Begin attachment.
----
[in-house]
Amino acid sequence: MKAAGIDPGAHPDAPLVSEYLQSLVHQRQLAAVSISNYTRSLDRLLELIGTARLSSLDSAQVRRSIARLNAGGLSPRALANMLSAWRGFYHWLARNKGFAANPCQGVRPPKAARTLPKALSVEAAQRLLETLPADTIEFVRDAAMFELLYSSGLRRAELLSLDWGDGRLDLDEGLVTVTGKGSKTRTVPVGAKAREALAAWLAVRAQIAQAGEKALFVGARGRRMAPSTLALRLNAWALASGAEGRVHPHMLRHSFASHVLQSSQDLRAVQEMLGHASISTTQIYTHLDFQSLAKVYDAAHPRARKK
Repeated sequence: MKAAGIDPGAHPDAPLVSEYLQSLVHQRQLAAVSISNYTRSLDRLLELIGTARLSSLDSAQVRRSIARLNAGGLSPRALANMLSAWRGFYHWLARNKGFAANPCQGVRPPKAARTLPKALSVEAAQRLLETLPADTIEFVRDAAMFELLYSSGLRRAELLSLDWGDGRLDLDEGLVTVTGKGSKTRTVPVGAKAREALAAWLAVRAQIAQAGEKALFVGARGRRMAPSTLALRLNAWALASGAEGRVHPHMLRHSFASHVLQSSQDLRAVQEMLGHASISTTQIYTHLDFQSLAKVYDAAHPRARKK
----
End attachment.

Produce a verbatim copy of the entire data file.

[in-house]
Amino acid sequence: MKAAGIDPGAHPDAPLVSEYLQSLVHQRQLAAVSISNYTRSLDRLLELIGTARLSSLDSAQVRRSIARLNAGGLSPRALANMLSAWRGFYHWLARNKGFAANPCQGVRPPKAARTLPKALSVEAAQRLLETLPADTIEFVRDAAMFELLYSSGLRRAELLSLDWGDGRLDLDEGLVTVTGKGSKTRTVPVGAKAREALAAWLAVRAQIAQAGEKALFVGARGRRMAPSTLALRLNAWALASGAEGRVHPHMLRHSFASHVLQSSQDLRAVQEMLGHASISTTQIYTHLDFQSLAKVYDAAHPRARKK
Repeated sequence: MKAAGIDPGAHPDAPLVSEYLQSLVHQRQLAAVSISNYTRSLDRLLELIGTARLSSLDSAQVRRSIARLNAGGLSPRALANMLSAWRGFYHWLARNKGFAANPCQGVRPPKAARTLPKALSVEAAQRLLETLPADTIEFVRDAAMFELLYSSGLRRAELLSLDWGDGRLDLDEGLVTVTGKGSKTRTVPVGAKAREALAAWLAVRAQIAQAGEKALFVGARGRRMAPSTLALRLNAWALASGAEGRVHPHMLRHSFASHVLQSSQDLRAVQEMLGHASISTTQIYTHLDFQSLAKVYDAAHPRARKK